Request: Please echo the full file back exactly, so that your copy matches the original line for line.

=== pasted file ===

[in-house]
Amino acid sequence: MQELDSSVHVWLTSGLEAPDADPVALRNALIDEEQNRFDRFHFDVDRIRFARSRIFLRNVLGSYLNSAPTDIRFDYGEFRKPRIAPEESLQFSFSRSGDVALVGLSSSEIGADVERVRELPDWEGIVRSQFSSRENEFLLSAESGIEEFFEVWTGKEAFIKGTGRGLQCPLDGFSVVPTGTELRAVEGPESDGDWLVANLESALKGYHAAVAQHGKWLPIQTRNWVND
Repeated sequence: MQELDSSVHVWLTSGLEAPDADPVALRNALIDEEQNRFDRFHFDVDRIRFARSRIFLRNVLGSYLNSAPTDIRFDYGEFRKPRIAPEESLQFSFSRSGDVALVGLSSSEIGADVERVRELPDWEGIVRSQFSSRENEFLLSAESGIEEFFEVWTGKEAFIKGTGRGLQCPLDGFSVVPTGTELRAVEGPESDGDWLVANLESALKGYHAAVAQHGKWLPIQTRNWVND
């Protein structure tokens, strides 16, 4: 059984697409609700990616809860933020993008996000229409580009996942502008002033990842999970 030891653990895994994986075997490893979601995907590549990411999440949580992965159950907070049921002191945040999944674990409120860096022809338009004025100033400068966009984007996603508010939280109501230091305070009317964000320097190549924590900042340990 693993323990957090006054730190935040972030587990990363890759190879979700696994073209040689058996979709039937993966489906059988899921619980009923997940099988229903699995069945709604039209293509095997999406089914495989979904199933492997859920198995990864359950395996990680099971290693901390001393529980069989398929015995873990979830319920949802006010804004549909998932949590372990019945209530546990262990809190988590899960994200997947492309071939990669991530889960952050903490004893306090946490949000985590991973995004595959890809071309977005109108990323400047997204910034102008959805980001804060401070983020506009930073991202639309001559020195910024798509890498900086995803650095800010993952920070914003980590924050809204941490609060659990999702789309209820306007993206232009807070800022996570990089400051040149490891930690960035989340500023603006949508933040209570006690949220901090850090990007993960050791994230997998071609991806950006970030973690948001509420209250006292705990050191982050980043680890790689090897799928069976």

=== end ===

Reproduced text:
[in-house]
Amino acid sequence: MQELDSSVHVWLTSGLEAPDADPVALRNALIDEEQNRFDRFHFDVDRIRFARSRIFLRNVLGSYLNSAPTDIRFDYGEFRKPRIAPEESLQFSFSRSGDVALVGLSSSEIGADVERVRELPDWEGIVRSQFSSRENEFLLSAESGIEEFFEVWTGKEAFIKGTGRGLQCPLDGFSVVPTGTELRAVEGPESDGDWLVANLESALKGYHAAVAQHGKWLPIQTRNWVND
Repeated sequence: MQELDSSVHVWLTSGLEAPDADPVALRNALIDEEQNRFDRFHFDVDRIRFARSRIFLRNVLGSYLNSAPTDIRFDYGEFRKPRIAPEESLQFSFSRSGDVALVGLSSSEIGADVERVRELPDWEGIVRSQFSSRENEFLLSAESGIEEFFEVWTGKEAFIKGTGRGLQCPLDGFSVVPTGTELRAVEGPESDGDWLVANLESALKGYHAAVAQHGKWLPIQTRNWVND
């Protein structure tokens, strides 16, 4: 059984697409609700990616809860933020993008996000229409580009996942502008002033990842999970 030891653990895994994986075997490893979601995907590549990411999440949580992965159950907070049921002191945040999944674990409120860096022809338009004025100033400068966009984007996603508010939280109501230091305070009317964000320097190549924590900042340990 693993323990957090006054730190935040972030587990990363890759190879979700696994073209040689058996979709039937993966489906059988899921619980009923997940099988229903699995069945709604039209293509095997999406089914495989979904199933492997859920198995990864359950395996990680099971290693901390001393529980069989398929015995873990979830319920949802006010804004549909998932949590372990019945209530546990262990809190988590899960994200997947492309071939990669991530889960952050903490004893306090946490949000985590991973995004595959890809071309977005109108990323400047997204910034102008959805980001804060401070983020506009930073991202639309001559020195910024798509890498900086995803650095800010993952920070914003980590924050809204941490609060659990999702789309209820306007993206232009807070800022996570990089400051040149490891930690960035989340500023603006949508933040209570006690949220901090850090990007993960050791994230997998071609991806950006970030973690948001509420209250006292705990050191982050980043680890790689090897799928069976």